Every year I look back at what was popular in graphic design and make my predictions for the trends that will stick around for another year. In 2018, graphic design will continue to incorporate cropped and chaotic typography, bright colors, gradients and custom illustrations. These trends will be pushed even further in the upcoming year, though. Colors will be brighter, and designers will utilize patterns and hues that are reminiscent of the 1990s. Squiggles, triangles and dots in neon colors will be transposed over bold, disjointed typography. The soft pastel shades that were popular a few years ago will be replaced by rich, full-bodied colors, like purple, turquoise and ultramarine. Serif fonts will make a resurgence, especially for headlines on the web. Custom illustrations will still be a useful tool for businesses looking for a handcrafted touch that separates them from competitors. When done right, illustration is a powerful storytelling tool that fosters connections between brands and customers.
Below are some examples of the graphic design trends you will likely see more of in 2018. Happy New Year!
Cropped and Chaotic Typography
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Simply look up at the night sky to see Pantone’s 2018 “Color of the Year.” Ultra Violet is a bold, blue-based purple that evokes the vastness of the cosmos. Pantone calls it, “A dramatically provocative and thoughtful purple shade [that] communicates originality, ingenuity, and visionary thinking that points us toward the future.”
According to Pantone, purples have been historically symbolic of unconventionality and artistic expression, calling to mind icons like Prince, David Bowie and Jimi Hendrix. Emotionally, Ultra Violet inspires individuals to explore their unique position in the world and evolve creatively. Ultra Violet is also symbolic of mindfulness and spiritual growth.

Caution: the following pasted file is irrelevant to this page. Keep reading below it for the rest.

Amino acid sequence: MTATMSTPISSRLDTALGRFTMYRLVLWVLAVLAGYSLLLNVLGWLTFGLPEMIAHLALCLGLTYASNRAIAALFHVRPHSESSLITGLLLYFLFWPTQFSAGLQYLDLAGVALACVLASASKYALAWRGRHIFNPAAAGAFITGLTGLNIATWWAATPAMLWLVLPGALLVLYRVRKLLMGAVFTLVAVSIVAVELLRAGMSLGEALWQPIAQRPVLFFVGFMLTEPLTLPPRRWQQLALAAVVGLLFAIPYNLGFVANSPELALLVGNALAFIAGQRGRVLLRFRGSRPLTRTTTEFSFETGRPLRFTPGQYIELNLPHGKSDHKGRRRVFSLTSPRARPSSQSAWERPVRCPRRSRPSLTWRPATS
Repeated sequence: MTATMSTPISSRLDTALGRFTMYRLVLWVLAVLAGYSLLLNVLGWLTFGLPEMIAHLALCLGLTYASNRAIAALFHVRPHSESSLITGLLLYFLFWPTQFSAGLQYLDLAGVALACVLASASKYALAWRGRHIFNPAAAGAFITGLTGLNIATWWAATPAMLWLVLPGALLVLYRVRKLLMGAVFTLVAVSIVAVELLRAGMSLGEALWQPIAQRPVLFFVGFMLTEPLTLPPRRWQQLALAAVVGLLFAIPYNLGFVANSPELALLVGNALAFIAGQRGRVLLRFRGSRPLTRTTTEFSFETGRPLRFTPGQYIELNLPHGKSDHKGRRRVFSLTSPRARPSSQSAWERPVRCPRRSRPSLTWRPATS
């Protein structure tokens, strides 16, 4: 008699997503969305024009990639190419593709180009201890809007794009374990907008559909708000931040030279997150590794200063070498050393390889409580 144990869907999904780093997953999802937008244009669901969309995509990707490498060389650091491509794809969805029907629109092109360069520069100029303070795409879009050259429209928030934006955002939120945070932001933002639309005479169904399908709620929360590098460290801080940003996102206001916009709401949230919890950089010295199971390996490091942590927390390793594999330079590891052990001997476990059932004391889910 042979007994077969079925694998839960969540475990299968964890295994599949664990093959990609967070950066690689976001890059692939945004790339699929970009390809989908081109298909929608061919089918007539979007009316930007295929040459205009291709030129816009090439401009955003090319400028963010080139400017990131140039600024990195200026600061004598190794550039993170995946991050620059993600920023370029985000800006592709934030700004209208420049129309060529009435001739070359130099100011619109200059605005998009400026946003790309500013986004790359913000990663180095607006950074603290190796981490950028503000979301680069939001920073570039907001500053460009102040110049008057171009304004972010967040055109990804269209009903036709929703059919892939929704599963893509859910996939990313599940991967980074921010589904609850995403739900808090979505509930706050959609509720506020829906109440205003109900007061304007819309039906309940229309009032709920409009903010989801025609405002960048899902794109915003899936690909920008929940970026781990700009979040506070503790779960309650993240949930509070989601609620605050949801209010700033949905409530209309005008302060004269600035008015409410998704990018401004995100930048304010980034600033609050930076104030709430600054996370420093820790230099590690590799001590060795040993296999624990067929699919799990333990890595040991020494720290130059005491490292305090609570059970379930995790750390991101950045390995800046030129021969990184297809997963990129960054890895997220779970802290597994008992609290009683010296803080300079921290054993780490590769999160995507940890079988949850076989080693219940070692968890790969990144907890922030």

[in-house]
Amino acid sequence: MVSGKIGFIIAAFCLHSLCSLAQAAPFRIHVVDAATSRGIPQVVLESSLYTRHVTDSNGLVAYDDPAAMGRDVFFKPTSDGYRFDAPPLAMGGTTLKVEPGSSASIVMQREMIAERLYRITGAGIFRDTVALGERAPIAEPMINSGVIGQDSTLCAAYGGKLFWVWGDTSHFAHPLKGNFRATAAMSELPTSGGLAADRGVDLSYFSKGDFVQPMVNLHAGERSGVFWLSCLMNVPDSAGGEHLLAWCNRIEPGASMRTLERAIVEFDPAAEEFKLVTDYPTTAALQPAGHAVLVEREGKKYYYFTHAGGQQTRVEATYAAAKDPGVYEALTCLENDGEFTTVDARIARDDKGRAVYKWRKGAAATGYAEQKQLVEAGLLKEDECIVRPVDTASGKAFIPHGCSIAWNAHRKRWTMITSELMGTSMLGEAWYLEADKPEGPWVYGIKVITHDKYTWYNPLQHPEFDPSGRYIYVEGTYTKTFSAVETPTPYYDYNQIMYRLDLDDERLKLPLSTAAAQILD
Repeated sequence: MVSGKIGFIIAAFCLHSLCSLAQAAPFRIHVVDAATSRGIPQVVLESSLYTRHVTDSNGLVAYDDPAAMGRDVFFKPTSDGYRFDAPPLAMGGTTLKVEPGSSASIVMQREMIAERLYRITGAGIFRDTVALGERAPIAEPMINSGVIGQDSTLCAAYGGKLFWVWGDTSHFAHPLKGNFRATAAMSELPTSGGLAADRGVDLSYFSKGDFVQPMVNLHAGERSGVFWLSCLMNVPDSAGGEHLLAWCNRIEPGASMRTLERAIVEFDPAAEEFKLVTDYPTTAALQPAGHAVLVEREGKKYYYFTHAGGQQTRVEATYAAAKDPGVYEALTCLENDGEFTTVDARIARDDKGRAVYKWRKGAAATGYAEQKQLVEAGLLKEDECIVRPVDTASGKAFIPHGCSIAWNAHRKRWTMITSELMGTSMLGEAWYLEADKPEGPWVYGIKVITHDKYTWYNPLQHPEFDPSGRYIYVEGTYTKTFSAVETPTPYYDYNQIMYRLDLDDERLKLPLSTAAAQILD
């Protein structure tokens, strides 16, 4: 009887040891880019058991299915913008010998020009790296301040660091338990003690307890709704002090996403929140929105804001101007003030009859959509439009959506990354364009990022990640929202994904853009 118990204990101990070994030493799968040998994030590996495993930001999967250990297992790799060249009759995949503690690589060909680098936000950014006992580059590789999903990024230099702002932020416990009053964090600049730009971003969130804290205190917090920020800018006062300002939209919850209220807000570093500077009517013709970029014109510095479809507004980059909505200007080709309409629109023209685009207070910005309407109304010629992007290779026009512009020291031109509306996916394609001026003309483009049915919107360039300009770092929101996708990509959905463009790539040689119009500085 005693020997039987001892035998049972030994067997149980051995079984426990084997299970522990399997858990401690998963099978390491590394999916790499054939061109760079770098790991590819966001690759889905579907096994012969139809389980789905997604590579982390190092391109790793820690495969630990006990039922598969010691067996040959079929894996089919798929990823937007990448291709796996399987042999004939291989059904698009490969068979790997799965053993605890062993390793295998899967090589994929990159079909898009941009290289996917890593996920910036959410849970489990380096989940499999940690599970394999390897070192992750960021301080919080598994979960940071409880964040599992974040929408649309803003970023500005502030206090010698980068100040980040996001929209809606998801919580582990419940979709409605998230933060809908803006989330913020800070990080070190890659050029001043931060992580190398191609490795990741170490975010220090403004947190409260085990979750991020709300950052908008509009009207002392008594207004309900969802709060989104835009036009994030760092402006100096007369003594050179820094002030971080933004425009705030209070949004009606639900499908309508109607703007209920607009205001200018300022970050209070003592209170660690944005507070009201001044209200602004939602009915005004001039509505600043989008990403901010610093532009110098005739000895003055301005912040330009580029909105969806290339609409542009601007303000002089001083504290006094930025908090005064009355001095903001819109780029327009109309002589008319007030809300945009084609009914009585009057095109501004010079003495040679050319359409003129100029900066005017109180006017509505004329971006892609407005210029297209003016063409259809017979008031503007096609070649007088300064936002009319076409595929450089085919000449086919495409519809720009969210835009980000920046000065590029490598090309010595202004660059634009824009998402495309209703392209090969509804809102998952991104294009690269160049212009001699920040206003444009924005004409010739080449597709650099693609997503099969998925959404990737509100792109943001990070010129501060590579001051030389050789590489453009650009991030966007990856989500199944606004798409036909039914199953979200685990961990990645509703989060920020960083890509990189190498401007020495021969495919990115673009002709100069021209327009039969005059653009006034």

Perhaps Pantone’s decision for 2018 “Color of the Year” forecasts that we can expect technological advancements and a collective spiritual awakening in the coming year. At the very least, it can serve as a reminder to look up at the stars and recognize that all of us are so very small in relation to this vast universe we call home.
Here’s to Ultra Violet, 2018 “Color of the Year!”
Every year, the Pantone Color Institute selects its “Color of the Year,” which is the color it feels best encapsulates the mood and attitude of the coming year. After what many (including me) have felt has been a tumultuous year, Pantone decided on a cheerful, yellow-green shade as the color of 2017. Introducing, Greenery (aka Pantone 15-0343): Read more after the jump…
The red and green color combination is synonymous with Christmas. Any time those colors are used together, the viewer will inevitably think of the holiday season. Color combinations also act as identifiers for movements, campaigns, brands and countries. The rainbow flag is a symbol of the LGBTQ community. Pink has become the color of breast cancer research and awareness. Tiffany & Co. is known for its specific shade of turquoise.
All visual designers have to be aware of how color adds nuance to our work. For example, an illustration in a cool palette could evoke completely different feelings than the same illustration in a warm palette. Color has a profound ability to act as a storytelling mechanism in art, and especially in film. In particular, filmmakers like Wes Anderson and Tim Burton are known for their distinctive use of color.
In the spirit of the holidays, I’ve taken scenes from six of my favorite holiday movies and simplified them into color palettes. Can you guess what the movies are just by looking at the colors? Some are easier to pick out than others. The answers are below.
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